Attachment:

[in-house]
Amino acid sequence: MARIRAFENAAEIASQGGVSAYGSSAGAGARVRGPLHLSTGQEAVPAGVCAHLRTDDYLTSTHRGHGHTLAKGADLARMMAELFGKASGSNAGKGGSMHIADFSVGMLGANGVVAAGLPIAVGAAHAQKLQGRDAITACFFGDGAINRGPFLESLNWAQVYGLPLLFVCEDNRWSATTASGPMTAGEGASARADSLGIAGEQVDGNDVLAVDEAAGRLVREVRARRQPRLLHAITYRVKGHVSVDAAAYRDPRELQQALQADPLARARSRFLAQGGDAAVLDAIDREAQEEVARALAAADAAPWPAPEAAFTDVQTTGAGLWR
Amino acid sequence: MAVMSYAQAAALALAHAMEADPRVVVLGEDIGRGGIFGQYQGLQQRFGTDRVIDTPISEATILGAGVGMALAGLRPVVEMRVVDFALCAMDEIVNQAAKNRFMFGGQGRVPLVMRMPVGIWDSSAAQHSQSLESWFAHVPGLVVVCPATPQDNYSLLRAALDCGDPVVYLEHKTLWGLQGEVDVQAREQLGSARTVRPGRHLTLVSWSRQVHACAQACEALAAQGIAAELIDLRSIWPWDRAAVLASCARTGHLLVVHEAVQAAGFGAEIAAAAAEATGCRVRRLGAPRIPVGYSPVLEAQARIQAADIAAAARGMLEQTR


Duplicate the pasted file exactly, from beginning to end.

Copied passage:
[in-house]
Amino acid sequence: MARIRAFENAAEIASQGGVSAYGSSAGAGARVRGPLHLSTGQEAVPAGVCAHLRTDDYLTSTHRGHGHTLAKGADLARMMAELFGKASGSNAGKGGSMHIADFSVGMLGANGVVAAGLPIAVGAAHAQKLQGRDAITACFFGDGAINRGPFLESLNWAQVYGLPLLFVCEDNRWSATTASGPMTAGEGASARADSLGIAGEQVDGNDVLAVDEAAGRLVREVRARRQPRLLHAITYRVKGHVSVDAAAYRDPRELQQALQADPLARARSRFLAQGGDAAVLDAIDREAQEEVARALAAADAAPWPAPEAAFTDVQTTGAGLWR
Amino acid sequence: MAVMSYAQAAALALAHAMEADPRVVVLGEDIGRGGIFGQYQGLQQRFGTDRVIDTPISEATILGAGVGMALAGLRPVVEMRVVDFALCAMDEIVNQAAKNRFMFGGQGRVPLVMRMPVGIWDSSAAQHSQSLESWFAHVPGLVVVCPATPQDNYSLLRAALDCGDPVVYLEHKTLWGLQGEVDVQAREQLGSARTVRPGRHLTLVSWSRQVHACAQACEALAAQGIAAELIDLRSIWPWDRAAVLASCARTGHLLVVHEAVQAAGFGAEIAAAAAEATGCRVRRLGAPRIPVGYSPVLEAQARIQAADIAAAARGMLEQTR